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Sønderho Mill

In 1928, the Gamle Sønderho Foundation acquired the gallery Dutch windmill, which was built in 1895. The mill, which was destined for demolition, has since been restored in stages and was inaugurated in its current form in 2003.


The mill's ingenious and simple construction is based on centuries of experience and is an impressive feat of balance.


The eight corner posts of the hull are fastened to the masonry of the lower mill. The mill cap with wings, axle, cap wheel, and fantail (“krøjeværk”) rests on 8 steel rollers that run on a rail at the top of the hull.



The Gamle Sønderho Foundation invites you to National Mill Day (Mølledag) on the third Sunday of June every year. See Events.


The mill is open, and you can see how the mill used to grind grain into flour. You can purchase flour that has been ground on the old millstone.


Mill Day is celebrated with music, singing, and dancing. Coffee/punch, Sønderho pastries, beer, and water are available for purchase.


We welcome you, preferably in costume, dancing shoes, and good spirits, at Møllebanken.


We will assist with scarf setting in the mill starting at 1 p.m.



The windmill in Sønderho was built in 1895 in the so-called "Dutch architectural style" as a grain windmill.


The mill building is octagonal with a masonry lower floor (undermill) and a wooden structure for the body and cap.


In addition to the lower floor, there are three floors - three ceilings - in the mill: a high grinding loft, a very low star wheel loft, and a cap loft, as well as the beam layer of the cap. At the height of the grinding loft, there is an external gallery - a platform, from which the miller had access to the sails and to operate the brake rope and adjust the sail flaps - the jalousie.


The wind rose - the small 8-winged wheel on the cap - ensures the automatic turning of the cap, so that the sails always face the wind.

Sønderho Mølle på Fanø


Under a visit to Sønderho Mølle, you can purchase flour milled on the old stone grinder.

The renovation of Sønderho Mølle, enabling it to once again grind flour, has been supported by:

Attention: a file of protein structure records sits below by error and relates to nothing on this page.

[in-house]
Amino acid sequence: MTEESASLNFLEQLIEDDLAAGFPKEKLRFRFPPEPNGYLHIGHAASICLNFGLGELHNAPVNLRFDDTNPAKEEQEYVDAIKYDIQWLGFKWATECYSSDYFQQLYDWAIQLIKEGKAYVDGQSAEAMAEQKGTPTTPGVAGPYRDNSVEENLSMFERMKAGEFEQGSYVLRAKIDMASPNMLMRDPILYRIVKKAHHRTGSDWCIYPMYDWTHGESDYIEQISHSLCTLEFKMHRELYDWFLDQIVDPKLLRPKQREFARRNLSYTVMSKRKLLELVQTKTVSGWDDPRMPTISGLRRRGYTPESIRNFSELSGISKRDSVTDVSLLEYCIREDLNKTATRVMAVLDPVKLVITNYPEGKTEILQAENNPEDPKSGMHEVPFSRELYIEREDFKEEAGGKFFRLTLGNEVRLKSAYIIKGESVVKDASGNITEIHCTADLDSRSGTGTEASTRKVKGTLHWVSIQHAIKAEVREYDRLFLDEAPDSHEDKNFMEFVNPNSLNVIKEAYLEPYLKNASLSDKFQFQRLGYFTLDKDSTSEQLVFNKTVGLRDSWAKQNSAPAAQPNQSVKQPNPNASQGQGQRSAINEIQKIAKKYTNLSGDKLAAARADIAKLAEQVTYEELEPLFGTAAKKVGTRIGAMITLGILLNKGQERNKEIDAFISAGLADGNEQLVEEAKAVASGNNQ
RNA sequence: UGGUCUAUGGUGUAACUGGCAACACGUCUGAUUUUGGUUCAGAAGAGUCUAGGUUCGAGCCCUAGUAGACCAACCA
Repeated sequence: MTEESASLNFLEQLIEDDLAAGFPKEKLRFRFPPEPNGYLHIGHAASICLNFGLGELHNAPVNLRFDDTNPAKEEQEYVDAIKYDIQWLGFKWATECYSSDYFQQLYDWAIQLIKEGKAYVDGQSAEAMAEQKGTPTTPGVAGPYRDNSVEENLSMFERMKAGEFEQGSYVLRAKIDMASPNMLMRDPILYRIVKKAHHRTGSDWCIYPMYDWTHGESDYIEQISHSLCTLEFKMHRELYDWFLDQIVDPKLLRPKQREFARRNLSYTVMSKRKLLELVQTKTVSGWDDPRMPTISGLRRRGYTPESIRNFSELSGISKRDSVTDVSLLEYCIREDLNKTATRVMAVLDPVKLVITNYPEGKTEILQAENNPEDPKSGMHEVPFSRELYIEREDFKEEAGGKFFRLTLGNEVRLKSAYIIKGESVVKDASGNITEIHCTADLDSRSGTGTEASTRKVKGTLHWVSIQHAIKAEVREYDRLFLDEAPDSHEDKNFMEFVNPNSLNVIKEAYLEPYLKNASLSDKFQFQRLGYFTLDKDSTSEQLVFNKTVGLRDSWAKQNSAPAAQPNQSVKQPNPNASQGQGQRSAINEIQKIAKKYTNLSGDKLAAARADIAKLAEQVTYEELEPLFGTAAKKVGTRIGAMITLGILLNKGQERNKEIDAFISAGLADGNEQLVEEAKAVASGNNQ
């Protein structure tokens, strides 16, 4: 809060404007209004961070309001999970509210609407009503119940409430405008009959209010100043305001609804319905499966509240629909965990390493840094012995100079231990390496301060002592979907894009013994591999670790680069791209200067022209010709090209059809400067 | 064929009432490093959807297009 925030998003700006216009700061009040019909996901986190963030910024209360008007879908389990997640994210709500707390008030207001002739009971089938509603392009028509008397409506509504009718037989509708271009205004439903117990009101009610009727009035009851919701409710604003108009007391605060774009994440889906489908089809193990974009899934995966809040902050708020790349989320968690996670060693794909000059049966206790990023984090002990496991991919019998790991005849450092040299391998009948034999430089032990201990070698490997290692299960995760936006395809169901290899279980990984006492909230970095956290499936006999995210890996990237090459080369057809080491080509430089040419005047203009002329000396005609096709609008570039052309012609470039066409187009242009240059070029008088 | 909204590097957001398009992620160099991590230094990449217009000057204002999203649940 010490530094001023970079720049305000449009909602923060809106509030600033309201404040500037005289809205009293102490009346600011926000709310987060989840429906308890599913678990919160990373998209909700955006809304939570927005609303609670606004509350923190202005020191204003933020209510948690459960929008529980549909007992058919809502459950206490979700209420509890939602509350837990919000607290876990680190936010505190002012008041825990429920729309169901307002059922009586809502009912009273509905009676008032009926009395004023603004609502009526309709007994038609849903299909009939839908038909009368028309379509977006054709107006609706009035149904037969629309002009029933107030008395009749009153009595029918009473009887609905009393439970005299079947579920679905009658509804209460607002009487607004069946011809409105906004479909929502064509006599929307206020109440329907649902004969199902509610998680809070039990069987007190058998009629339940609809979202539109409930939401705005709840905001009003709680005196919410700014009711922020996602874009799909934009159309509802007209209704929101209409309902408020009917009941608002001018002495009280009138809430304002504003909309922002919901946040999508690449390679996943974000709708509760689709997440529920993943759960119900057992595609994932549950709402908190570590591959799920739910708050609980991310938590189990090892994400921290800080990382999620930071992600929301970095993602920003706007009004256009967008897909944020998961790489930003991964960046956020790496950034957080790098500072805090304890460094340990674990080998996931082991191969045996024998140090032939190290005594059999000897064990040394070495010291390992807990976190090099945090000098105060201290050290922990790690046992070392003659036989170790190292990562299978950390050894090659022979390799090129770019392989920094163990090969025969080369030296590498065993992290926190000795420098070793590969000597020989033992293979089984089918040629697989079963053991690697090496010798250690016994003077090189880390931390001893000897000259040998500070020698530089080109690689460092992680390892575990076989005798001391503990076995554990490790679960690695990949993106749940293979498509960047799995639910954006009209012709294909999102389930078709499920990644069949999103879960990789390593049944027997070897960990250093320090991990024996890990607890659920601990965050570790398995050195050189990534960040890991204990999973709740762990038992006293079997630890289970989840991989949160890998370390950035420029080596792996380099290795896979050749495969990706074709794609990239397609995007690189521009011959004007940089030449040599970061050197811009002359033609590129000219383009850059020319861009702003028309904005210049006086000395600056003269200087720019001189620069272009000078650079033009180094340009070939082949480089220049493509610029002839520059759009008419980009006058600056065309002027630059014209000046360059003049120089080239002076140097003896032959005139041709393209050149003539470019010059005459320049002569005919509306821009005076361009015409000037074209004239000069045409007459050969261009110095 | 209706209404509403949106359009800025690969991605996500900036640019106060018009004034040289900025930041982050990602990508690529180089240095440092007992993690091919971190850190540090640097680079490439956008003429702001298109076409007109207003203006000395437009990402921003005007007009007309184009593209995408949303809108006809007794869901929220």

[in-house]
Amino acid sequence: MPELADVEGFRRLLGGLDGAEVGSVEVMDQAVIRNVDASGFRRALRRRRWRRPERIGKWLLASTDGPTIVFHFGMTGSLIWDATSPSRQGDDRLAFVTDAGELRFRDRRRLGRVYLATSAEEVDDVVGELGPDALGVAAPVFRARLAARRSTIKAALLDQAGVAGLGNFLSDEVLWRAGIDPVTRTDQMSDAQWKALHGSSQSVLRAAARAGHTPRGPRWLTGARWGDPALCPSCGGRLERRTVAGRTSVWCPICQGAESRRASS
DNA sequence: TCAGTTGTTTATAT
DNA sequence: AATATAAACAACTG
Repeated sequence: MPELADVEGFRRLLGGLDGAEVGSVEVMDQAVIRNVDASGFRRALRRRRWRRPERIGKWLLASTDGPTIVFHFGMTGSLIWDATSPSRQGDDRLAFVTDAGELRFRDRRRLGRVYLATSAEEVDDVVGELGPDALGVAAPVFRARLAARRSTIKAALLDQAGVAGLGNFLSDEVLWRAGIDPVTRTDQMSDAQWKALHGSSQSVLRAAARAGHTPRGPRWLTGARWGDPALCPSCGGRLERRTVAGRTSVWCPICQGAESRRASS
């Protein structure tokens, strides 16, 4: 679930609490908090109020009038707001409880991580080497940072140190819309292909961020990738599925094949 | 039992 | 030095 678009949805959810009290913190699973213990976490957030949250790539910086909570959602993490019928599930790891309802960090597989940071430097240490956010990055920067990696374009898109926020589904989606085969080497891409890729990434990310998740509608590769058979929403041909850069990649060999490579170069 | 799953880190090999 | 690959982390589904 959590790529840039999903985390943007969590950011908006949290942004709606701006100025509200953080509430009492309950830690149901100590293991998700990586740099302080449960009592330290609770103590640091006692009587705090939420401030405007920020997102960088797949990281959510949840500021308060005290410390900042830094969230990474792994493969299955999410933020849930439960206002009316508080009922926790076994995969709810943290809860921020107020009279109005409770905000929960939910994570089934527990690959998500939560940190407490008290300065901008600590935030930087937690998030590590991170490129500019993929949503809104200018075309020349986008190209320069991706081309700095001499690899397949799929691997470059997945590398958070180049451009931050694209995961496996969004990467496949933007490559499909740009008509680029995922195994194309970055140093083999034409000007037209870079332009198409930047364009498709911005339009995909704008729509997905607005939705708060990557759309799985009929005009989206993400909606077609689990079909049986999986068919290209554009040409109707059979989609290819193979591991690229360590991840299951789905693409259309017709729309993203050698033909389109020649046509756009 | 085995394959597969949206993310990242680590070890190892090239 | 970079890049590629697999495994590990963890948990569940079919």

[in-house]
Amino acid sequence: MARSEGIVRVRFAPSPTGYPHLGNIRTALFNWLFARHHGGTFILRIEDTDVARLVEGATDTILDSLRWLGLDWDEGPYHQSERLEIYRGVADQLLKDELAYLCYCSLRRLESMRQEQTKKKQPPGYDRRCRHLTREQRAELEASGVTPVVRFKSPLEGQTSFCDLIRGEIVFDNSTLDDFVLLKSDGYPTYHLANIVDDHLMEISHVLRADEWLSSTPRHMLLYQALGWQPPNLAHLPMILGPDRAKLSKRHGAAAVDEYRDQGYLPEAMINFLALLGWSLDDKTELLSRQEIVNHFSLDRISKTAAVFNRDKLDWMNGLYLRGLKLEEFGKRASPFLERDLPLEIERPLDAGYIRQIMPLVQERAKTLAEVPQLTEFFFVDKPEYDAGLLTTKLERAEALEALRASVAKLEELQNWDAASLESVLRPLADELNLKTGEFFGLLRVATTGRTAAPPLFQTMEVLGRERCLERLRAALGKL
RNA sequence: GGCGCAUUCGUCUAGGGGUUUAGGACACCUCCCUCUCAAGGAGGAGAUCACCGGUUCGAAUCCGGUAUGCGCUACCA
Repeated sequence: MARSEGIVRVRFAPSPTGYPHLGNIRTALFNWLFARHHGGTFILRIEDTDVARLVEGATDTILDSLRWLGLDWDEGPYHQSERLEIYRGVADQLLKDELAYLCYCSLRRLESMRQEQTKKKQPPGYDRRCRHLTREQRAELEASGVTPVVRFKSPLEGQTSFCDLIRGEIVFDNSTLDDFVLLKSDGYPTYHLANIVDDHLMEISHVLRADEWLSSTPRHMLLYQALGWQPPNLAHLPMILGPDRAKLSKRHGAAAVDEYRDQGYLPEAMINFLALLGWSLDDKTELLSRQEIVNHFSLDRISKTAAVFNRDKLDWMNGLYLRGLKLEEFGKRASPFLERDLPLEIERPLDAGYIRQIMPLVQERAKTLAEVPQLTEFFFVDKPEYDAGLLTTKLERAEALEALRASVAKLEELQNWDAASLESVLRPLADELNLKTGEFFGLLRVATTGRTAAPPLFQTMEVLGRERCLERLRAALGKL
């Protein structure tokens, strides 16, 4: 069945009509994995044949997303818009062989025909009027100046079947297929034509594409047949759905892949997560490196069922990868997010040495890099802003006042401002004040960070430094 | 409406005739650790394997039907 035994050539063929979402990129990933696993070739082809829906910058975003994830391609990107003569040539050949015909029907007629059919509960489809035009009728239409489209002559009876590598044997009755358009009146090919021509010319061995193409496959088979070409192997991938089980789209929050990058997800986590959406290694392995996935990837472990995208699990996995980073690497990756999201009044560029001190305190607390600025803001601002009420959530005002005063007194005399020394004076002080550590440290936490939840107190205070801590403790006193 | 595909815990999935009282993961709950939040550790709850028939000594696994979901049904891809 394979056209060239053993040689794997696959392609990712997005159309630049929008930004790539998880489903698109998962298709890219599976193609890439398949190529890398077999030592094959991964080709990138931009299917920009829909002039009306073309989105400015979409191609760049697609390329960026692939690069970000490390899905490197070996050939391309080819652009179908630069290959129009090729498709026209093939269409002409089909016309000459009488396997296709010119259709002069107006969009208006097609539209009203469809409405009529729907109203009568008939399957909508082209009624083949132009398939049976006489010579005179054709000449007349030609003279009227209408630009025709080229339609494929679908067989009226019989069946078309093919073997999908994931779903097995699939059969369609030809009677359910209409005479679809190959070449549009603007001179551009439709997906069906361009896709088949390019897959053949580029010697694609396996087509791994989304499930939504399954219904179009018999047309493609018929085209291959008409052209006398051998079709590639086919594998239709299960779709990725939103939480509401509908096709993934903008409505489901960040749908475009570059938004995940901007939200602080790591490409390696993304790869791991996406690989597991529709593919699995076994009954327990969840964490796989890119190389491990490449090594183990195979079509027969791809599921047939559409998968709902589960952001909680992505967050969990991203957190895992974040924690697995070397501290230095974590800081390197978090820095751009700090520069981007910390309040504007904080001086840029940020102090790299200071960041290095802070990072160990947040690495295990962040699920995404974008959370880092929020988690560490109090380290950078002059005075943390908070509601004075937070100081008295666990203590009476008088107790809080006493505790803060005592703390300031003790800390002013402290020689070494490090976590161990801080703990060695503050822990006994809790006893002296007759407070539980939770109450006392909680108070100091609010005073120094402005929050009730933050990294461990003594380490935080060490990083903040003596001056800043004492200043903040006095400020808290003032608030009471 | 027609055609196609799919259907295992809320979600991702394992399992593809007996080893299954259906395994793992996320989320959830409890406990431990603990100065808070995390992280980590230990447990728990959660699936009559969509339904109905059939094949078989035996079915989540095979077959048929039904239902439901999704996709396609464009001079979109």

• Local action groups (LAG)

  • Slots- og Kulturstyrelsen (SLKS).


The mill is maintained by a group of volunteers in the Mill Guild.




In 1928, the artist Heinrich Dohm and journalist Niels Th. Jerne acquired Sønderho Mølle and Møllegård in advance for the foundation Gamle Sønderho, which was being established with the main purpose of preserving the mill.


Despite the mill being in operation for 28 years, a lack of maintenance had made it almost dilapidated, and significant restoration work was necessary to preserve it for future generations.

On Sønderho Day in 1930, the mill could be reinaugurated, although the windrose and the surrounding gallery were still missing. The foundation faced various challenges but eventually took over the mill, while Messrs. Dohm and Jerne kept Møllegården, where decay continued.


The barn had been demolished in 1923, and in a storm in 1935, the entire eastern end of the residential building collapsed because all partitions and posts had been removed in the stable. In 1937, the foundation also took over Møllegården, but as the task of converting it into a museum was insurmountable, the foundation chose to sell Møllegården in 1940.


On Sønderho Day in 1943, a newly installed gallery was inaugurated. Part of the funding for this restoration came from the sale of the crown drive, the main axle, the star wheel, and the milestone drive, all made of cast iron.


Since 1928, the Foundation Gamle Sønderho has maintained and continuously restored the mill. A significant help came in 1973 when Hedeman Sørensen, a deceased farmer in the USA and son of the last miller, bequeathed 100,000 DKK to the foundation, with the interest intended for the mill's maintenance.


Over the years, almost everything has been replaced or repaired, so the mill now appears intact and in good condition.


After the storm Bodil in 2013, the hat crown was crushed and had to be replaced. At the same time, one mill sail had to be replaced, and the winding mechanism had to be repaired.

The insurance company TopDanmark recognized the storm damage and paid for a new hat crown. The replacement of the mill sail and the repair of the winding mechanism were sponsored by Sydenergi's Vækstpulje and the Slots- og Kulturstyrelsen (SLKS).


Gitte Lindeborg & Feldberg Family Camping

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